People often talk about wanting to leave a place exactly the same way that you found it so that it is preserved for future generations. While it sounds like an ideal goal, there are a lot of factors that make that pretty much impossible. We have been fortunate enough to have visited a couple of indigenous villages that try to remain as untouched as possible, but just our arrival to their village will leave an impact. It isn’t limited to remote locations, every place that you visit, your presence and the decisions that you make have impacts that you are likely unaware of.

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Napo Wildlife Center in the Yasuni National Park

For example, when we went to visit an Embera village in Panama, our guide purposely took us to one of the further villages that isn’t visited as often. Our decision to buy or not buy crafts can change the prosperity and status of the village compared to those in the area. The fact that they are selling crafts to tourists is a change to their lifestyles. How they see us dressed, the conversations that we have with them, the information that we share, all had potential consequences long after we left the village. The women of the Embera villages now where tops when they previously didn’t just because of the tourists that were visiting them and conforming to their cultural norms.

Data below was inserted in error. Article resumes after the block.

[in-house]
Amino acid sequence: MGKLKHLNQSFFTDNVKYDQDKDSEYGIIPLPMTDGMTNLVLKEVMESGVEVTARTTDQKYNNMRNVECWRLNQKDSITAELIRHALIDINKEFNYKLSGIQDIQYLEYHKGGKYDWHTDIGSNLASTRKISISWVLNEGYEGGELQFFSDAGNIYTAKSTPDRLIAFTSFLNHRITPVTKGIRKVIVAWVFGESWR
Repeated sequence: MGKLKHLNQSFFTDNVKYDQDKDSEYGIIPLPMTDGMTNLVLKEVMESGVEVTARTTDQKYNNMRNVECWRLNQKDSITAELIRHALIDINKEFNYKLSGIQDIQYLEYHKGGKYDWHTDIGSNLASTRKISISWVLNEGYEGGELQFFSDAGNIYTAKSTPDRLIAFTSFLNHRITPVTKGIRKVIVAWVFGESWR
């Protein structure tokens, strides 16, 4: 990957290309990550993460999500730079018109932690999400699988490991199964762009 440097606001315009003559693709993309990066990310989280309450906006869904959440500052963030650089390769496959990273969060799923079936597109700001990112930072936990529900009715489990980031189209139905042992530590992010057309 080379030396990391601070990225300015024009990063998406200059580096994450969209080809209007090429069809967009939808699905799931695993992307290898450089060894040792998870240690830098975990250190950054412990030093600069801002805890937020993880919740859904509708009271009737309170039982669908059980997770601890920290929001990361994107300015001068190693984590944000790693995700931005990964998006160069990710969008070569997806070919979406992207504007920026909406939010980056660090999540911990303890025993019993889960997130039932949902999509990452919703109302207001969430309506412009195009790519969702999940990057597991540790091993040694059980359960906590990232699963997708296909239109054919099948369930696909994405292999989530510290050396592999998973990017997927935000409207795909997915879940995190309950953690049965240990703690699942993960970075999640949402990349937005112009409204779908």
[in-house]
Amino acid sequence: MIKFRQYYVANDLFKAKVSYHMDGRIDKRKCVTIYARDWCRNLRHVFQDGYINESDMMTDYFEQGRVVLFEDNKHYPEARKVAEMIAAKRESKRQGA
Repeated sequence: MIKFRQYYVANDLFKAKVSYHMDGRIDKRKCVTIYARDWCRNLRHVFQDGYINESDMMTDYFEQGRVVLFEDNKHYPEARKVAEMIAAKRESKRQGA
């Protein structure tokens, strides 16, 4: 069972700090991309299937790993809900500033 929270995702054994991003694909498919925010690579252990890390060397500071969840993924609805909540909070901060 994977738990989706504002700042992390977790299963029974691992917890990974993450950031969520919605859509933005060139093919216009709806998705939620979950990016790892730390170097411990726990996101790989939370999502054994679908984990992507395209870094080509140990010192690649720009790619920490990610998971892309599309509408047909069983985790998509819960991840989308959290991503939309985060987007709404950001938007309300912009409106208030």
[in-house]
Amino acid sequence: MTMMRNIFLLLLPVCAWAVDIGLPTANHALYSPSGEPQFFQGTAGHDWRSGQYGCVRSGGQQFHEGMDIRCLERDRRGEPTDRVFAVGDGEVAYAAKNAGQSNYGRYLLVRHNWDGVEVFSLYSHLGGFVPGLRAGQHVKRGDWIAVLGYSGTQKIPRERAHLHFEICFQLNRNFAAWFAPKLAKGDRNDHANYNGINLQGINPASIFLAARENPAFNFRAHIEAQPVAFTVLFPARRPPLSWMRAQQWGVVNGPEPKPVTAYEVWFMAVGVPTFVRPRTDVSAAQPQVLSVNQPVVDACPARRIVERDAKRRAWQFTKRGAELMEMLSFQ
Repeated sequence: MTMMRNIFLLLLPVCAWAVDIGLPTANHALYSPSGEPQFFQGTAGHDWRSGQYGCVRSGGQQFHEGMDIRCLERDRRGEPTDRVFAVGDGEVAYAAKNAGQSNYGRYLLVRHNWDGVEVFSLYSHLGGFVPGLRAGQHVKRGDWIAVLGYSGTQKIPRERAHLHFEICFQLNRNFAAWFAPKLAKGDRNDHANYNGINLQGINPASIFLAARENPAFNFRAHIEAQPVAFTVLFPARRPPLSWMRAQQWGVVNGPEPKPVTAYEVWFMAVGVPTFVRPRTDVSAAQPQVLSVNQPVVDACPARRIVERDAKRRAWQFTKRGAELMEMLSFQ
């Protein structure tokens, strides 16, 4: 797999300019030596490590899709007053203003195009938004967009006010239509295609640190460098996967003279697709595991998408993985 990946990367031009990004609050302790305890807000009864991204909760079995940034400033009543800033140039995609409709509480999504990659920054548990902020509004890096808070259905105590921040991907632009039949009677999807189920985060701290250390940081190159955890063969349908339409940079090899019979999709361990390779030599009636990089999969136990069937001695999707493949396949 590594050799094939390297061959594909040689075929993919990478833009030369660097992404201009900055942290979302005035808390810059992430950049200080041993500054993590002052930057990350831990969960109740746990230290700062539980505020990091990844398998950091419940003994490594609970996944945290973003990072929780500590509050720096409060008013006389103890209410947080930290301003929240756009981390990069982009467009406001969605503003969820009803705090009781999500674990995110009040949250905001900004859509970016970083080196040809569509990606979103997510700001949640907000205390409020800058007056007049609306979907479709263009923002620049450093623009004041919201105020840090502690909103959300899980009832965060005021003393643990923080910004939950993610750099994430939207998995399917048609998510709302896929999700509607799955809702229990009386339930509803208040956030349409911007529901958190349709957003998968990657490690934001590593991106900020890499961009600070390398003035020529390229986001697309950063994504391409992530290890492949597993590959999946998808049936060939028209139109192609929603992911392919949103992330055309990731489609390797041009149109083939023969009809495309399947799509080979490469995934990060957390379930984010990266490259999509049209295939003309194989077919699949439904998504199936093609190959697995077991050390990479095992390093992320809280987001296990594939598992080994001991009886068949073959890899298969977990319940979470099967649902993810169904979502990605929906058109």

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Dancing in an Embera Village in Panama

Even when going to major cities, the decisions that we make to visit a particular site or not visit can determine whether a site remains available in the future. There are places where visitors are starting to be limited because of the concern over the damage being caused such as Machu Picchu and Everest Base Camp. Even the conversations that you have once you return home, the places that you recommend, the off-the-beaten path locations that you describe can have determine whether more people return in your wake.